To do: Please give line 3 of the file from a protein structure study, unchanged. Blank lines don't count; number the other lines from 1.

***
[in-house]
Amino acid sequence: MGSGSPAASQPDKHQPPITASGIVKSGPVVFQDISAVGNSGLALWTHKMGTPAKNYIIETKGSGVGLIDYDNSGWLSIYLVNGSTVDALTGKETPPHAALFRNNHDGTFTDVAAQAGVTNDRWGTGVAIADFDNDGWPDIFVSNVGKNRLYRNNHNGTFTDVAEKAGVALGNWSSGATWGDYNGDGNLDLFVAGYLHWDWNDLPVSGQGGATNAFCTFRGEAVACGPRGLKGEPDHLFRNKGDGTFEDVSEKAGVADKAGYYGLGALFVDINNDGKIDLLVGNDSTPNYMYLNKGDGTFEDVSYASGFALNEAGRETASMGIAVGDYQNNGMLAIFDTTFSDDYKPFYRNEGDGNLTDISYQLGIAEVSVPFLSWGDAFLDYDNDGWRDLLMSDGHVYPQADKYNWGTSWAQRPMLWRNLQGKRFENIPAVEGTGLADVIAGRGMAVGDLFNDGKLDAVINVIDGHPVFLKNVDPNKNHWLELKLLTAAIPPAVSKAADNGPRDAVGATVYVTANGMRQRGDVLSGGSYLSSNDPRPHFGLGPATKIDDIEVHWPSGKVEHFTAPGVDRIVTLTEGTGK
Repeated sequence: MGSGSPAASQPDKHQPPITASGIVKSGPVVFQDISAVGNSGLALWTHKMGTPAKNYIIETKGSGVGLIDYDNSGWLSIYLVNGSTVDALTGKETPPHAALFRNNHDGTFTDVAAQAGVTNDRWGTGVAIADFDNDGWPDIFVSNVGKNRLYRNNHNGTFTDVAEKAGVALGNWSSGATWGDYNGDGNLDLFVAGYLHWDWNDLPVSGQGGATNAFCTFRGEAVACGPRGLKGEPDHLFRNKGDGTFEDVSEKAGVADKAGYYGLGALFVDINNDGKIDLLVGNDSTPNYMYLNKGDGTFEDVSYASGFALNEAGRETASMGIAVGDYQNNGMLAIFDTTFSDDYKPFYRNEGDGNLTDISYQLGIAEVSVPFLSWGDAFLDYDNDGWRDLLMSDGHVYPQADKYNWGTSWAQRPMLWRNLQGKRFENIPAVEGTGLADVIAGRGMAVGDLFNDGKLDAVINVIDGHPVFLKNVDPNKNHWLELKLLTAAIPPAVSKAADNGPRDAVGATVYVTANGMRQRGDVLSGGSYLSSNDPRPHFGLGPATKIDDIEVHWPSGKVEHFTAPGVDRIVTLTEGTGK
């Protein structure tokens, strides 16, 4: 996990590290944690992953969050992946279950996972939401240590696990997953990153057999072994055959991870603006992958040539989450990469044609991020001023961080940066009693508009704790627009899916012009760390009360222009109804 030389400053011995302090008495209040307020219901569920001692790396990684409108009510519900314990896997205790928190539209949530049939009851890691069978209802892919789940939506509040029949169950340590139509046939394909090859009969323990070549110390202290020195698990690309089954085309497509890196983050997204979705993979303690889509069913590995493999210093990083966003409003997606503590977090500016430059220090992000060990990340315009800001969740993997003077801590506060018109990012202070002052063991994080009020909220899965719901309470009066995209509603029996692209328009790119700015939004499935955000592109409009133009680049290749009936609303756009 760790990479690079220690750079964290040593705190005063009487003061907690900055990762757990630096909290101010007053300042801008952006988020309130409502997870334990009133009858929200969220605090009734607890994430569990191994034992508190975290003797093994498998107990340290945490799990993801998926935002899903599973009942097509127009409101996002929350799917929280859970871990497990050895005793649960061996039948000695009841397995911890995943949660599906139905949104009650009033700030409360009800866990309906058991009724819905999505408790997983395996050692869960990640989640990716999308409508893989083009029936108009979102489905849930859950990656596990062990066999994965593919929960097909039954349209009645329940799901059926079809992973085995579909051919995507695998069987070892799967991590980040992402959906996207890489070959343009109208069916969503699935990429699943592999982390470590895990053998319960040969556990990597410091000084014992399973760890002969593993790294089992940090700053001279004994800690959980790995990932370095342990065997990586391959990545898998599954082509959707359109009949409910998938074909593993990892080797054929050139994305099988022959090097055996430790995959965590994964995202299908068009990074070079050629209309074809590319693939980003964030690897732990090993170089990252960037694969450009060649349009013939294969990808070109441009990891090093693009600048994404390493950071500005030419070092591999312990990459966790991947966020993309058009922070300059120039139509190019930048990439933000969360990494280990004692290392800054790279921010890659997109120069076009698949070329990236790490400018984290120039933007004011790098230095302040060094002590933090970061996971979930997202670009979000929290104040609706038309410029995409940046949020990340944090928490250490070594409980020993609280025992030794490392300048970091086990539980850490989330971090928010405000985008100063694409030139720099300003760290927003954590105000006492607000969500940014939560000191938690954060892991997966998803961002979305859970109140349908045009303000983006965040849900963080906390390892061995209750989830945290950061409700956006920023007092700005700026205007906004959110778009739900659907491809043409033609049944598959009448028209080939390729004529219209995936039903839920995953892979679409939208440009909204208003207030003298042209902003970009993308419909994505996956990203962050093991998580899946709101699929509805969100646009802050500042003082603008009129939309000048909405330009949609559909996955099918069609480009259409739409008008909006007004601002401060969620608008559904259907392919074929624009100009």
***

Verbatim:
Repeated sequence: MGSGSPAASQPDKHQPPITASGIVKSGPVVFQDISAVGNSGLALWTHKMGTPAKNYIIETKGSGVGLIDYDNSGWLSIYLVNGSTVDALTGKETPPHAALFRNNHDGTFTDVAAQAGVTNDRWGTGVAIADFDNDGWPDIFVSNVGKNRLYRNNHNGTFTDVAEKAGVALGNWSSGATWGDYNGDGNLDLFVAGYLHWDWNDLPVSGQGGATNAFCTFRGEAVACGPRGLKGEPDHLFRNKGDGTFEDVSEKAGVADKAGYYGLGALFVDINNDGKIDLLVGNDSTPNYMYLNKGDGTFEDVSYASGFALNEAGRETASMGIAVGDYQNNGMLAIFDTTFSDDYKPFYRNEGDGNLTDISYQLGIAEVSVPFLSWGDAFLDYDNDGWRDLLMSDGHVYPQADKYNWGTSWAQRPMLWRNLQGKRFENIPAVEGTGLADVIAGRGMAVGDLFNDGKLDAVINVIDGHPVFLKNVDPNKNHWLELKLLTAAIPPAVSKAADNGPRDAVGATVYVTANGMRQRGDVLSGGSYLSSNDPRPHFGLGPATKIDDIEVHWPSGKVEHFTAPGVDRIVTLTEGTGK